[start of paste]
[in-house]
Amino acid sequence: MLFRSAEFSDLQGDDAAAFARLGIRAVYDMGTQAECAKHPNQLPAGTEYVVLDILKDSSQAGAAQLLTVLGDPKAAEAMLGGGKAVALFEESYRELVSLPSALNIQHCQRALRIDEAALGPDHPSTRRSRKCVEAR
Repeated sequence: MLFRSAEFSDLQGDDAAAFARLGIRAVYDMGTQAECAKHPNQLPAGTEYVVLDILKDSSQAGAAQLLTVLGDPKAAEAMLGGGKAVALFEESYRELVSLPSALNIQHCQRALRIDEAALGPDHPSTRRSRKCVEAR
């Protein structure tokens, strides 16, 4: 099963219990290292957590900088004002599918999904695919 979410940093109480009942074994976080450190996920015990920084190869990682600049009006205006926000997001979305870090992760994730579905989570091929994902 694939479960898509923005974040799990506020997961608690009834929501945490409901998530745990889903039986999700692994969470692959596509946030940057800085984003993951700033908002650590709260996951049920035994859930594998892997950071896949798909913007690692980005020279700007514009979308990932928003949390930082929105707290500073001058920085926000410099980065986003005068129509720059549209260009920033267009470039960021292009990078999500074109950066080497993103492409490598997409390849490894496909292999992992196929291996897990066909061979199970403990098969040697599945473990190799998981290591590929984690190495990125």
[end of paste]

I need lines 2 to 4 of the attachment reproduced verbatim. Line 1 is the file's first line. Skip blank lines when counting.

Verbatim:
Amino acid sequence: MLFRSAEFSDLQGDDAAAFARLGIRAVYDMGTQAECAKHPNQLPAGTEYVVLDILKDSSQAGAAQLLTVLGDPKAAEAMLGGGKAVALFEESYRELVSLPSALNIQHCQRALRIDEAALGPDHPSTRRSRKCVEAR
Repeated sequence: MLFRSAEFSDLQGDDAAAFARLGIRAVYDMGTQAECAKHPNQLPAGTEYVVLDILKDSSQAGAAQLLTVLGDPKAAEAMLGGGKAVALFEESYRELVSLPSALNIQHCQRALRIDEAALGPDHPSTRRSRKCVEAR
């Protein structure tokens, strides 16, 4: 099963219990290292957590900088004002599918999904695919 979410940093109480009942074994976080450190996920015990920084190869990682600049009006205006926000997001979305870090992760994730579905989570091929994902 694939479960898509923005974040799990506020997961608690009834929501945490409901998530745990889903039986999700692994969470692959596509946030940057800085984003993951700033908002650590709260996951049920035994859930594998892997950071896949798909913007690692980005020279700007514009979308990932928003949390930082929105707290500073001058920085926000410099980065986003005068129509720059549209260009920033267009470039960021292009990078999500074109950066080497993103492409490598997409390849490894496909292999992992196929291996897990066909061979199970403990098969040697599945473990190799998981290591590929984690190495990125």